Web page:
French Painter, 1714-1789
Painter. Vernet probably received his first lessons in painting from his father, Antoine, who then encouraged him to move to the studio of Philippe Sauvan (1697-1792), the leading master in Avignon. Sauvan supplied altarpieces to local churches and decorative works and mythologies for grand houses in the area. After this apprenticeship Vernet worked in Aix-en-Provence with the decorative painter Jacques Viali ( fl 1681- 1745), who also painted landscapes and marine pictures. In 1731 Vernet independently produced a suite of decorative overdoors for the h?tel of the Marquise de Simiane at Aix-en-Provence; at least two of these survive (in situ) and are Vernet's earliest datable landscapes. These are early indications of his favoured type of subject, and Vernet would have studied works attributed to such 17th-century masters as Claude Lorrain, Gaspard Dughet and Salvator Rosa in private collections at Aix and Avignon. Three years later Joseph de Seytres, Marquis de Caumont, who had previously recommended Vernet to the Marquise de Simiane, offered to sponsor a trip to Italy.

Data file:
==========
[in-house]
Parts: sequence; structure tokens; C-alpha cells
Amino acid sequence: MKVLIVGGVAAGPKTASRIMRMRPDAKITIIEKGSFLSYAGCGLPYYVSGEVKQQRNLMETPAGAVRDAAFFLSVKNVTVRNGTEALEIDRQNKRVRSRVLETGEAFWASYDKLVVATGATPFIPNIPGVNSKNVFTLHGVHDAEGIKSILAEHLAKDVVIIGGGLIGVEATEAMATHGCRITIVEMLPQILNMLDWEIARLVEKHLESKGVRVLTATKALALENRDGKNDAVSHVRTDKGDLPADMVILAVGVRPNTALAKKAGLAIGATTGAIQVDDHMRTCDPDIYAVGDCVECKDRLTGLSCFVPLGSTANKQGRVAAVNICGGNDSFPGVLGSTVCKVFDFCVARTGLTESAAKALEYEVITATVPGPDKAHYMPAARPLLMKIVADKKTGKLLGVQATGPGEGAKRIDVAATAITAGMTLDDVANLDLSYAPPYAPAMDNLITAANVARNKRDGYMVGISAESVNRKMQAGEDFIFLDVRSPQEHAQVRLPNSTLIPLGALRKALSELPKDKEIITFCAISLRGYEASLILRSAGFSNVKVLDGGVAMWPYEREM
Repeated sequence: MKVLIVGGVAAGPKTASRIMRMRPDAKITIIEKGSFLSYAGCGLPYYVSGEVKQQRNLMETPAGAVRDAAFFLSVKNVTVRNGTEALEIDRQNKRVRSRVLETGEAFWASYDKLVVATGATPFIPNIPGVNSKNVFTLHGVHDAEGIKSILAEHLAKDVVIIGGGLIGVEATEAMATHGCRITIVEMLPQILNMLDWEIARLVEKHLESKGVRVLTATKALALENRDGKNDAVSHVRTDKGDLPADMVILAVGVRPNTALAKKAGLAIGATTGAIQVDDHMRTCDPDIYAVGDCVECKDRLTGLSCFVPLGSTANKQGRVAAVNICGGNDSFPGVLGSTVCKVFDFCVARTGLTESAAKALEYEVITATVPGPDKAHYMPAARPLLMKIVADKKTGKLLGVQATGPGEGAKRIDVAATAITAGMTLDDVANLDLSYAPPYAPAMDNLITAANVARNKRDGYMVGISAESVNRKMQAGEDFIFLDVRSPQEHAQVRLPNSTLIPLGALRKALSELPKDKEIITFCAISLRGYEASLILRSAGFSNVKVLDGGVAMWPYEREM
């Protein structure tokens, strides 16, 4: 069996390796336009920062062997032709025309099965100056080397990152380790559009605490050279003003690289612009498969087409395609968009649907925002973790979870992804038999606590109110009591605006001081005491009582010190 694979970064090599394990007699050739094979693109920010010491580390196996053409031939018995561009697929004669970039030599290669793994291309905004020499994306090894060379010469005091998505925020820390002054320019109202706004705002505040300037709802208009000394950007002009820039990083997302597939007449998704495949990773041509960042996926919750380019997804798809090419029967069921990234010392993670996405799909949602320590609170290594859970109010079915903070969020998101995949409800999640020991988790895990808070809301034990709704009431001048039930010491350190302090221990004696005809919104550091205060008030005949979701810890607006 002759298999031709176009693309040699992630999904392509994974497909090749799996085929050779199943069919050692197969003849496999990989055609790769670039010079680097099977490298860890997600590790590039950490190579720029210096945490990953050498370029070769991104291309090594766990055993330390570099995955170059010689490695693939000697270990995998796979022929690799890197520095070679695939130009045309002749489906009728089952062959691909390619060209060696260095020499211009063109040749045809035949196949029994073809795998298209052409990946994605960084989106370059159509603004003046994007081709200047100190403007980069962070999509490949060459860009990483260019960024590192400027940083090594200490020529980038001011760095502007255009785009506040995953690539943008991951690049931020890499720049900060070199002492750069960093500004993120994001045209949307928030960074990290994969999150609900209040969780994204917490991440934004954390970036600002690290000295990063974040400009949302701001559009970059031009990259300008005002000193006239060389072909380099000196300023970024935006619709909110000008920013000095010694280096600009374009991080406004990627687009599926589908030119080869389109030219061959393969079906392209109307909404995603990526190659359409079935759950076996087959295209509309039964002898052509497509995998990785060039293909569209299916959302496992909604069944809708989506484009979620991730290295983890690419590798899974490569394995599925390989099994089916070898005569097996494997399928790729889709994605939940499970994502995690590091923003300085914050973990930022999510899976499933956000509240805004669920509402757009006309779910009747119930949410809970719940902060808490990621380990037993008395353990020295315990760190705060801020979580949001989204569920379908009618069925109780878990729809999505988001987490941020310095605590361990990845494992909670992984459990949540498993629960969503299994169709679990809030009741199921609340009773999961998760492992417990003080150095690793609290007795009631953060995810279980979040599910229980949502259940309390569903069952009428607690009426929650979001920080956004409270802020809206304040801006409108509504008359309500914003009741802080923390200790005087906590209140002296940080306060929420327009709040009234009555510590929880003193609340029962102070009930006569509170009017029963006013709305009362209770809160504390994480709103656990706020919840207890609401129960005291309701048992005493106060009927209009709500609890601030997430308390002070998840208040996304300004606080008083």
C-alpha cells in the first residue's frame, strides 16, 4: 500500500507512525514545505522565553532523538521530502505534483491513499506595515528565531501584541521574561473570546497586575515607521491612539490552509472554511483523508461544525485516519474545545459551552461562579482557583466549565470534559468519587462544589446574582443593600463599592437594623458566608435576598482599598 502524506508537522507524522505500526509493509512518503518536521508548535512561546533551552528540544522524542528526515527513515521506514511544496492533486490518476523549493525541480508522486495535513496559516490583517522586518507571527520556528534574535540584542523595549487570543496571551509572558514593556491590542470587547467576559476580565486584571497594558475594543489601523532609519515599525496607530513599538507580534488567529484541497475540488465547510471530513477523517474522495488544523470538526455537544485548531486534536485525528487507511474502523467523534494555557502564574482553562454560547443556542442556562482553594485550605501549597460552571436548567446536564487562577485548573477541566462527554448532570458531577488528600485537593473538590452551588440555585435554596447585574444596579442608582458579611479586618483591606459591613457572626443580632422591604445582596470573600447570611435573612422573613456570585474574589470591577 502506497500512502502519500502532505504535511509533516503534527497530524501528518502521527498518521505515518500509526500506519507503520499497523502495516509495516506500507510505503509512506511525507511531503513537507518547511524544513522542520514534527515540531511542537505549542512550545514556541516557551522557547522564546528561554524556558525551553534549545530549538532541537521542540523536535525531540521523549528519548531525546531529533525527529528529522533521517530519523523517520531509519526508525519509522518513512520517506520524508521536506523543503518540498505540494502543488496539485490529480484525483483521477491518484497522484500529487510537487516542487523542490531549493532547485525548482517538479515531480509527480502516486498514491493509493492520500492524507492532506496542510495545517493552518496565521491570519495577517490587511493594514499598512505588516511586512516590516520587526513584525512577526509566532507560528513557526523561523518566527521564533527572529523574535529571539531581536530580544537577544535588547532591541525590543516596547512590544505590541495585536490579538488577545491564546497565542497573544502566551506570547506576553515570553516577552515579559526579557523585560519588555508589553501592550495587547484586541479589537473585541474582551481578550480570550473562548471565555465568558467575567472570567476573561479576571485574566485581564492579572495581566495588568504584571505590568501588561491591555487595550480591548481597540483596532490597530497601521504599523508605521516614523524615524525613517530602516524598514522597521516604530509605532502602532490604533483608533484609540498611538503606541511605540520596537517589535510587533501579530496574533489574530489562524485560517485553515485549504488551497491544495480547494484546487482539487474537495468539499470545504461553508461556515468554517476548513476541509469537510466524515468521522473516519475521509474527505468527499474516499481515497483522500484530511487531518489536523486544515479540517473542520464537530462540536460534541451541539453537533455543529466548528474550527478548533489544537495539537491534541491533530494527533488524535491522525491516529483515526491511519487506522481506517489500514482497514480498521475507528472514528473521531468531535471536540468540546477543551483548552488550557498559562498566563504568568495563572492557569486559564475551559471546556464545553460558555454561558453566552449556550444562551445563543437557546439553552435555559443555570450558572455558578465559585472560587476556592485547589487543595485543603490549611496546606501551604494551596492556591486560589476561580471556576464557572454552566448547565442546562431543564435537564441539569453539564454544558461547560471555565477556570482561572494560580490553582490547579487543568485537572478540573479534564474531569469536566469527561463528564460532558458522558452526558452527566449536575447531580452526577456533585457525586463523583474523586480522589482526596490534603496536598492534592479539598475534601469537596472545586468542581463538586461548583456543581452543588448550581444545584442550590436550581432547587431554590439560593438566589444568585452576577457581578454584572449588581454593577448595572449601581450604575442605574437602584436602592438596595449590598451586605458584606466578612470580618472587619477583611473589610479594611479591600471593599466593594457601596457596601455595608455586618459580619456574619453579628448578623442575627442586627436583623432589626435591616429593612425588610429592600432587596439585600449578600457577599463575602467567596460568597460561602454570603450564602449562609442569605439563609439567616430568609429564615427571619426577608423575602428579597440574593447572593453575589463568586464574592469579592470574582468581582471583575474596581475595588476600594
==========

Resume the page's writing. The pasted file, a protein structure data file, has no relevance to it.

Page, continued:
ID: 62553 The Artist's Studio 52 x 64 cm Private collection The picture shows the artist's as a crowded and social space, where work was more likely to be interrupted by loungers and visitors, fencing matches and dog fights, than by melancholy soul-searching. Yet in fact this is an image of frustration. The fall of Napoleon had left the once-fashionable Vernet bereft of subjects and patrons, and his political views had excluded him from the Paris Salon of 1821. He had been obliged to show in this very studio, including his picture of it as an ironic symbol of the impasse to which he had been brought. Author: VERNET, Horace Title: The Artist's Studio Form: painting , 1801-1850 , French , interior